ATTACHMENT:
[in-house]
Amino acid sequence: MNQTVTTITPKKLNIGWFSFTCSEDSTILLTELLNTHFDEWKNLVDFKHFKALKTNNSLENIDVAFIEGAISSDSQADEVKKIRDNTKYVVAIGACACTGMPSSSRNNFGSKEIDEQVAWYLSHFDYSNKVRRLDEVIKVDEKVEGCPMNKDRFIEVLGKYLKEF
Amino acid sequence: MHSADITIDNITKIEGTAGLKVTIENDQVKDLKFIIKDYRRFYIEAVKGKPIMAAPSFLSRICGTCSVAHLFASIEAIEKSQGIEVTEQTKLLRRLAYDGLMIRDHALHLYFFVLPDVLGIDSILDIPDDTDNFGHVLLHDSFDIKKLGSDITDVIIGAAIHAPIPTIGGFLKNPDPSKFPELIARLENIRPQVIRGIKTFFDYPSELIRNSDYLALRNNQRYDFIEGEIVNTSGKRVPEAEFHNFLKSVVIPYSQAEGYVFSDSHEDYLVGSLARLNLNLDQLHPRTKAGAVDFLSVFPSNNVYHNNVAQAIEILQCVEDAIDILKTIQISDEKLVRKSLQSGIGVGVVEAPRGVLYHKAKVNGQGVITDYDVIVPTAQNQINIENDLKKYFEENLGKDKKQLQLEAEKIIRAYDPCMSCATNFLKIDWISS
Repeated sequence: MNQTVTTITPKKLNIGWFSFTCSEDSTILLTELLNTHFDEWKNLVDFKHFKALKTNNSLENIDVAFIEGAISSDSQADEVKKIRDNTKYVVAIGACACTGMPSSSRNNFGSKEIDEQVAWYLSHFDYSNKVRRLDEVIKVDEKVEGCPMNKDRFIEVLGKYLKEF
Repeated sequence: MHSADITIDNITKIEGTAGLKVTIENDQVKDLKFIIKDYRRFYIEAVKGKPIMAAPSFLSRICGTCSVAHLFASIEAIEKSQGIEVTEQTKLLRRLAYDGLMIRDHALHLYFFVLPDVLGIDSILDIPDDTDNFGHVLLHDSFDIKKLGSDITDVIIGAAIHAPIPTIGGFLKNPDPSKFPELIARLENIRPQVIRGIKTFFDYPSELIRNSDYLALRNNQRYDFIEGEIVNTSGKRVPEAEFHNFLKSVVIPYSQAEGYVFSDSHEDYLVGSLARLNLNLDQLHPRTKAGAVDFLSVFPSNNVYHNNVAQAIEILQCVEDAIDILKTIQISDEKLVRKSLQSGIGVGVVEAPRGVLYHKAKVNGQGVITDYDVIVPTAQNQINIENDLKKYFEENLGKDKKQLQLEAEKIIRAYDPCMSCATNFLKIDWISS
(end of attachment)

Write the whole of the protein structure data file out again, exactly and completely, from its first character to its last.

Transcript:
[in-house]
Amino acid sequence: MNQTVTTITPKKLNIGWFSFTCSEDSTILLTELLNTHFDEWKNLVDFKHFKALKTNNSLENIDVAFIEGAISSDSQADEVKKIRDNTKYVVAIGACACTGMPSSSRNNFGSKEIDEQVAWYLSHFDYSNKVRRLDEVIKVDEKVEGCPMNKDRFIEVLGKYLKEF
Amino acid sequence: MHSADITIDNITKIEGTAGLKVTIENDQVKDLKFIIKDYRRFYIEAVKGKPIMAAPSFLSRICGTCSVAHLFASIEAIEKSQGIEVTEQTKLLRRLAYDGLMIRDHALHLYFFVLPDVLGIDSILDIPDDTDNFGHVLLHDSFDIKKLGSDITDVIIGAAIHAPIPTIGGFLKNPDPSKFPELIARLENIRPQVIRGIKTFFDYPSELIRNSDYLALRNNQRYDFIEGEIVNTSGKRVPEAEFHNFLKSVVIPYSQAEGYVFSDSHEDYLVGSLARLNLNLDQLHPRTKAGAVDFLSVFPSNNVYHNNVAQAIEILQCVEDAIDILKTIQISDEKLVRKSLQSGIGVGVVEAPRGVLYHKAKVNGQGVITDYDVIVPTAQNQINIENDLKKYFEENLGKDKKQLQLEAEKIIRAYDPCMSCATNFLKIDWISS
Repeated sequence: MNQTVTTITPKKLNIGWFSFTCSEDSTILLTELLNTHFDEWKNLVDFKHFKALKTNNSLENIDVAFIEGAISSDSQADEVKKIRDNTKYVVAIGACACTGMPSSSRNNFGSKEIDEQVAWYLSHFDYSNKVRRLDEVIKVDEKVEGCPMNKDRFIEVLGKYLKEF
Repeated sequence: MHSADITIDNITKIEGTAGLKVTIENDQVKDLKFIIKDYRRFYIEAVKGKPIMAAPSFLSRICGTCSVAHLFASIEAIEKSQGIEVTEQTKLLRRLAYDGLMIRDHALHLYFFVLPDVLGIDSILDIPDDTDNFGHVLLHDSFDIKKLGSDITDVIIGAAIHAPIPTIGGFLKNPDPSKFPELIARLENIRPQVIRGIKTFFDYPSELIRNSDYLALRNNQRYDFIEGEIVNTSGKRVPEAEFHNFLKSVVIPYSQAEGYVFSDSHEDYLVGSLARLNLNLDQLHPRTKAGAVDFLSVFPSNNVYHNNVAQAIEILQCVEDAIDILKTIQISDEKLVRKSLQSGIGVGVVEAPRGVLYHKAKVNGQGVITDYDVIVPTAQNQINIENDLKKYFEENLGKDKKQLQLEAEKIIRAYDPCMSCATNFLKIDWISS